A student city: Whether the government has considered the impact such a policy could have on Sheffield is unclear. During term time, the city is home to around 60,000 students, split evenly between the University of Sheffield and Sheffield Hallam University. The two universities also employ 20,000 people and support many more jobs in the wider city. A study from 2020 found that the city’s two universities added £1 billion to the economy every year.
Homegrown students: Of the city’s two universities, Sheffield Hallam and its students would have most to lose from the policy. Around 65% of Hallam’s 30,000 students are either from disadvantaged or underrepresented backgrounds or vulnerable groups. 97% of Hallam students are from state schools and colleges, while more than half are the first in their family to attend university.
If certain courses were to be withdrawn from Hallam, this could mean that less well off students could find it much harder to study for humanities and arts degrees.
An early indication of this was seen last year when Hallam withdrew its English Literature degree, potentially cutting off the subject to many local young people.
Parity of esteem: The government claims they want to replace these “rip-off” courses with better vocational education, but giving technical qualifications so-called “parity of esteem” with university education has been the holy grail of the education system for decades. At FE level, the government brought in T-Levels as a technical equivalent to A-Levels and rival to BTECs in 2017, but last week these too were criticised by Ofsted for offering poor value to students and having high drop out rates.
Foreign students: At the same time as cracking down on supposed “low-value degrees”, in order to meet their net migration targets, the government is also making it more difficult for international students to study here by stopping them bringing dependents with them.
International students contributed £290 million to Sheffield Central in 2018/19, making it the top constituency for net economic impact in the UK.
This means that on average, everyone in the area is financially better off by £2,520 as a direct result of the international students at our universities.
Our take: People moan about Sheffield being too student centric, especially in terms of housing, but the truth is that without them, our city’s economy simply wouldn’t work. Without a plan for how to replace the income that could be lost, this policy is economic madness. But it’s about more than economics too. Sure, going to university is about getting a job at the end of it, but education has a value in its own right as well. The continuing marketisation of education risks losing sight of that, and making certain subjects the preserve of the well off.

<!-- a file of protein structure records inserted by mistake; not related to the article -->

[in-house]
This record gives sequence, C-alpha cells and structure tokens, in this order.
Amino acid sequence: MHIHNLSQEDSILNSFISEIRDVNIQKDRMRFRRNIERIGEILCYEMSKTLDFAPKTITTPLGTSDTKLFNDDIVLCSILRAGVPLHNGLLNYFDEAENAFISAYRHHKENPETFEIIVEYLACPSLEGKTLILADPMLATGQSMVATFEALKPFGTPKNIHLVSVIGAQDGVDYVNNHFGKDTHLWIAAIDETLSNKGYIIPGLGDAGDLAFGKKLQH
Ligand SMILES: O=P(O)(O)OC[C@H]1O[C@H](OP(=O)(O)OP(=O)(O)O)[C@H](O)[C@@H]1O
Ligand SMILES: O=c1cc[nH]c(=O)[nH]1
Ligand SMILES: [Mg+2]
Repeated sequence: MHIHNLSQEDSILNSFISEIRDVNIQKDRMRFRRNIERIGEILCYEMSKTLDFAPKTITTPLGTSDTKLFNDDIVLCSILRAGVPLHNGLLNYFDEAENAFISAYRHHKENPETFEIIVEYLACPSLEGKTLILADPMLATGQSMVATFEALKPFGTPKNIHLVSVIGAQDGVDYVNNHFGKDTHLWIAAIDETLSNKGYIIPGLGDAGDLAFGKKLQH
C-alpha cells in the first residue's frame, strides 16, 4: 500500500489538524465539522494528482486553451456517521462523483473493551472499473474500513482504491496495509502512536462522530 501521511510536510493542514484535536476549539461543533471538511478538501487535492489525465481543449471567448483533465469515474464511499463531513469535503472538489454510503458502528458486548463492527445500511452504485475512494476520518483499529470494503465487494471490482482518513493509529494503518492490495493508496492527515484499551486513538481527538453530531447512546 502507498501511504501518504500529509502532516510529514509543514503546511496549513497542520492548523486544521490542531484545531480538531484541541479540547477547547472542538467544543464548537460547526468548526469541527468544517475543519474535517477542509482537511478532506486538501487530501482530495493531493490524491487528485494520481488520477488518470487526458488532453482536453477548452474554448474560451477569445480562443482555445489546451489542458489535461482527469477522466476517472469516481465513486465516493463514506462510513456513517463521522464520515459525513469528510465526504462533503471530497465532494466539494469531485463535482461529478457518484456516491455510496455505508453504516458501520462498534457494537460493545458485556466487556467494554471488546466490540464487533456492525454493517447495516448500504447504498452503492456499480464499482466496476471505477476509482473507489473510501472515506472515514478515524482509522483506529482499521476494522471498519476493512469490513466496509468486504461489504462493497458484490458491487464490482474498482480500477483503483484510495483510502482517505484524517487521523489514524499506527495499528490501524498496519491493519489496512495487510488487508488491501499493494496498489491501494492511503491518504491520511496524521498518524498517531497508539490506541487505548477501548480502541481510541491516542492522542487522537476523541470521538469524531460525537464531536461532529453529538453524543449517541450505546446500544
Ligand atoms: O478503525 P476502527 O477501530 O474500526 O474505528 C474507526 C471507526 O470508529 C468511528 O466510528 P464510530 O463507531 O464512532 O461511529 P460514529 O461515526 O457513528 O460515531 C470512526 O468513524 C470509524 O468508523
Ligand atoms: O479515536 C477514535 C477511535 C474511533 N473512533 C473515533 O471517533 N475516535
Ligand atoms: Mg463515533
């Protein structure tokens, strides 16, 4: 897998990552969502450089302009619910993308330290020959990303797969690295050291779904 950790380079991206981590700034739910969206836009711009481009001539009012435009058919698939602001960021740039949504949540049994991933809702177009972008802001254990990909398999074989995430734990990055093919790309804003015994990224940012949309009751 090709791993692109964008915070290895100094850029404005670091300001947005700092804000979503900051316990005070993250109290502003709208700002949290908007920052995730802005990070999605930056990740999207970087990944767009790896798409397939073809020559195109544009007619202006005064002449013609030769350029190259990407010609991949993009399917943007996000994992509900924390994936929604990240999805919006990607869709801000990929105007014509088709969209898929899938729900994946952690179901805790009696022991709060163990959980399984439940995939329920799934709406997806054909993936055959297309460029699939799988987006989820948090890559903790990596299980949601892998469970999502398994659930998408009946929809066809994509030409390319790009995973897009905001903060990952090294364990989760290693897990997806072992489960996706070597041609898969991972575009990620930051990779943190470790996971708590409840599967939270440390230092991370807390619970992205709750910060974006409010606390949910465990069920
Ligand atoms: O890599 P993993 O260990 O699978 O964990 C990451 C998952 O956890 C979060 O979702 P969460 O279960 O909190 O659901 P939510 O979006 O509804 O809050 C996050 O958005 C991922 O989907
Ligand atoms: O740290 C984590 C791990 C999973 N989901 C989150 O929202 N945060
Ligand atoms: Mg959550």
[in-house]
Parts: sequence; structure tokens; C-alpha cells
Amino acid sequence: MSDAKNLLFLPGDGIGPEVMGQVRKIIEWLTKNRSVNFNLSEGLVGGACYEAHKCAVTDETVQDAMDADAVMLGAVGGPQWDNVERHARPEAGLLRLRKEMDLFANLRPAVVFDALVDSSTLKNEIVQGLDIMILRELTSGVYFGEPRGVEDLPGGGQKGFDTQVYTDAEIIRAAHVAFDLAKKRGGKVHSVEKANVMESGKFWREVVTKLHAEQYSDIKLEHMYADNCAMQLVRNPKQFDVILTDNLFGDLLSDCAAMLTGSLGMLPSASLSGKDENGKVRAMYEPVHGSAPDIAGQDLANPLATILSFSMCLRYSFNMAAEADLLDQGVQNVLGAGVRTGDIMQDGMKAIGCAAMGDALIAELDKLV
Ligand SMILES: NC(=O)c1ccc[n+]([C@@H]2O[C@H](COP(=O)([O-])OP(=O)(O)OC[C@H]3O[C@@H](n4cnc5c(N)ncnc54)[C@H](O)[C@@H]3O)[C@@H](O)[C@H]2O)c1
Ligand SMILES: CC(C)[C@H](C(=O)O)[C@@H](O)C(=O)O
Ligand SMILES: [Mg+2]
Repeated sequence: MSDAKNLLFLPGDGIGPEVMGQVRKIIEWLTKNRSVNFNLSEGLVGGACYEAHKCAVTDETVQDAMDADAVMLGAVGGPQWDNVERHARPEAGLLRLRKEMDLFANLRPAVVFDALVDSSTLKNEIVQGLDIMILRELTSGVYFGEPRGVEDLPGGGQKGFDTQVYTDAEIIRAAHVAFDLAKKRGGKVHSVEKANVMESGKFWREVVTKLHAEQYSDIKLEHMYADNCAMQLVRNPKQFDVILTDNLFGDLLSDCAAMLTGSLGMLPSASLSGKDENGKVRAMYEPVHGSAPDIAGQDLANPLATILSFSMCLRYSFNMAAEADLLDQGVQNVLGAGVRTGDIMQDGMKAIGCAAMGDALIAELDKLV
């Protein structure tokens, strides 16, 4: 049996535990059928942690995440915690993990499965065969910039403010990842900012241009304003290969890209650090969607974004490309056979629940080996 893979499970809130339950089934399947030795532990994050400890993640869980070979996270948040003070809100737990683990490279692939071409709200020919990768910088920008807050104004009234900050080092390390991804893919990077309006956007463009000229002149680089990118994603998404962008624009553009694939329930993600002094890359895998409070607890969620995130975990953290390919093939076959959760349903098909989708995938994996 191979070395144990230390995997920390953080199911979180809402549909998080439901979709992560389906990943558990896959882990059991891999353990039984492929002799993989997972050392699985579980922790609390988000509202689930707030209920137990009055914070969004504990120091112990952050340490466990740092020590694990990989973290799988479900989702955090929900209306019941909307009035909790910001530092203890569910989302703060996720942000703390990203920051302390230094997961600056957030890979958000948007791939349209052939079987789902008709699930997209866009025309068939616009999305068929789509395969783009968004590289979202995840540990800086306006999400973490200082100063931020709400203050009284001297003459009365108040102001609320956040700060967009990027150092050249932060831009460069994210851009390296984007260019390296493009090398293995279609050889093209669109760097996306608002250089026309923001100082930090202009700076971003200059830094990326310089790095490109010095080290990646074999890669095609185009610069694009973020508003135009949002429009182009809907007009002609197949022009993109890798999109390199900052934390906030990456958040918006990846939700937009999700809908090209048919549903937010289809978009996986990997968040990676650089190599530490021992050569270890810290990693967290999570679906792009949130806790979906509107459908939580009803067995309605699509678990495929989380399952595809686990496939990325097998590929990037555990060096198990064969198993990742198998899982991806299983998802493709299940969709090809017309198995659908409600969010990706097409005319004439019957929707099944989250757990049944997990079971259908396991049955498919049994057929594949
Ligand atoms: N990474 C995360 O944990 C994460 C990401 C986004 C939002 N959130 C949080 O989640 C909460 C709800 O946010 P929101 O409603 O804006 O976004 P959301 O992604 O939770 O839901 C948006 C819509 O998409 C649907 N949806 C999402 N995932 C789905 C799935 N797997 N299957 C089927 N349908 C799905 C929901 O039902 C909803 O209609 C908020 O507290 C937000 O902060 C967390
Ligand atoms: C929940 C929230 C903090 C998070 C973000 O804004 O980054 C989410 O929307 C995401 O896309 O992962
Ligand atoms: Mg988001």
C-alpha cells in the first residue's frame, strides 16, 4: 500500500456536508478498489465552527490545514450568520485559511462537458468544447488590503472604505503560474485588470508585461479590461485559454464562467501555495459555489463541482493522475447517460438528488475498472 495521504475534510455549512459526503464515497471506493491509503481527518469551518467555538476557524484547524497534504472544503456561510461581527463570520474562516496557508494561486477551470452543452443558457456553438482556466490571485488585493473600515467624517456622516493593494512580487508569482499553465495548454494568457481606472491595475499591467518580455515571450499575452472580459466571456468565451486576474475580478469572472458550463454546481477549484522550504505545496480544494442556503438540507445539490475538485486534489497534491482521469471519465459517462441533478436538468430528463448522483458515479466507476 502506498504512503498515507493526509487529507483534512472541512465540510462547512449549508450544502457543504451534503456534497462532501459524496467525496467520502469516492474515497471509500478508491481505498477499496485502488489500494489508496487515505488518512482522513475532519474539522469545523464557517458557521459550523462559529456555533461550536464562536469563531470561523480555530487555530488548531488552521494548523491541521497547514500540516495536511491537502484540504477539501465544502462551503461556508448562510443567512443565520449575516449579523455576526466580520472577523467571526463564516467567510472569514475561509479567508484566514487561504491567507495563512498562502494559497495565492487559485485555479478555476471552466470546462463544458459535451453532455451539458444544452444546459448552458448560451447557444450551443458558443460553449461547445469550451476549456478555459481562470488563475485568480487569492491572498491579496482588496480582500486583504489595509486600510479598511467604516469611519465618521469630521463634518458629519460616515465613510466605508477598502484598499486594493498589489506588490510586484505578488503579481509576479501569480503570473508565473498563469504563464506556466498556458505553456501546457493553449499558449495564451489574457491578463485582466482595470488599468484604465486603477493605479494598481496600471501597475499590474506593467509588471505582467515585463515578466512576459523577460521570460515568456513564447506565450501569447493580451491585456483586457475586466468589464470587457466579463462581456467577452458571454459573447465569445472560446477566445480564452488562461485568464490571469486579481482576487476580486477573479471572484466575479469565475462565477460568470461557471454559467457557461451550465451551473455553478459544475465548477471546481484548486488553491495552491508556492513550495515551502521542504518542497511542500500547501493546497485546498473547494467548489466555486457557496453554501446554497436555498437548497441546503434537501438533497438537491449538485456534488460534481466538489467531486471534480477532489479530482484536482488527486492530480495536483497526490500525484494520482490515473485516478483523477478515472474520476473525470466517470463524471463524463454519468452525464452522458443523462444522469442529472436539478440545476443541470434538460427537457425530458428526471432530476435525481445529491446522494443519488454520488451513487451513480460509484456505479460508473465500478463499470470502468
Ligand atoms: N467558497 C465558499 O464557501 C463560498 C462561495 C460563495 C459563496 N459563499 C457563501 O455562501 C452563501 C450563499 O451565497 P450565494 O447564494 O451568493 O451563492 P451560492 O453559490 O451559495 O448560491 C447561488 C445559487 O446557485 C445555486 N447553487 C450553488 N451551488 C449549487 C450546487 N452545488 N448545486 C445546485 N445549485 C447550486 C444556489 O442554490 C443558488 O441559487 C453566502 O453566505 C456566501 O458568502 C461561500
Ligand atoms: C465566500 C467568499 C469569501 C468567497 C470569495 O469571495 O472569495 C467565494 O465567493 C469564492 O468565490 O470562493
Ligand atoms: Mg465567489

Home of the week 🏡
I’m a sucker for a colourful home — boo to the current trend for greige (grey-beige) interiors — and this two-bedroom terraced house in Crookesmoor is gorgeous. Overlooking Ponderosa Park, it has a wood-burning stove in the living room and a nice little garden at the back. There’s also a cellar that could be converted into a second living room or bedroom, or used for storage. This place is on the market for £175,000.
Tribune Tips: If you want to tell us about a story or give us some information, please email firstname.lastname@example.org. We are always happy to speak to people off the record in the first instance, and we will treat your information with confidence and sensitivity.
Our media picks 🎧
‘Pracademics,’ professors who work outside the academy, win new respect 🎓 The Washington Post holds up Sheffield Hallam University as a leading example of the new emphasis on “pracademics” — academics who have practical experience in their field. According to Teri-Lisa Griffiths, a former youth worker who teaches criminology at Hallam, pracademics are “very popular with students” because they can “bring alive theory by describing their own experiences”.
Can ‘Miss Saigon’ Be Saved? Two British Shows Disagree 🎭 Where the Tribune leads, The New York Times follows. They’ve published their own take on whether it’s possible to redeem this controversial musical, reaching much the same conclusion as we did. Stuck behind their paywall? You’ll have to satisfy your curiosity with our free piece from earlier this month.
Beavers could be reintroduced to Sheffield's waterways 🦫 Sheffield City Council is giving serious thought to bringing beavers back, in a bid to clean up the city’s rivers and reduce flood risk. The Eurasian Beaver has already been re-introduced in other parts of the country, including North Yorkshire; their dams manage water flow and provide a habitat for other species.
Things to do 📆
Music 🎹 Ed Harcourt is playing a gig at Yellow Arch Studios tonight as part of the Music Venue Trust’s #UnitedByMusic tour, which means your ticket will allow you to bring a plus-one for free. The #UnitedByMusic tour is supported by The National Lottery and aims to bolster the grassroots music sector, still suffering from the impact of lockdown and the cost-of-living crisis. Ed Harcourt is a singer-songwriter with six albums to his name, with a musical style influenced by the likes of Tom Waits, Nick Cave, and Jeff Buckley.
Art ✒️ Learn how to make art using alcohol ink with the help of an award-winning artist at Millennium Gallery this Wednesday. Sheffield-based artist Nichol Stokes will lead a two-hour workshop, from 6-8pm, as part of a programme of events accompanying the gallery’s current exhibition of Dutch Flower Paintings. For £30, you’ll get to create your own floral scene and paint an acrylic hanging heart.
Theatre 🇵🇭 On Wednesday night, you can watch a one-person show by Max Percy at Theatre Deli. Max won a Fringe First award at last year’s Edinburgh Fringe Festival and will be taking this show, Baklâ, up to Scotland this summer. Baklâ means homosexual in Tagalog, the native language of the Philippines, and the show promises to combine “a wild and sexy time” with an exploration of “intergenerational trauma”. Tickets are £10-15 and available here.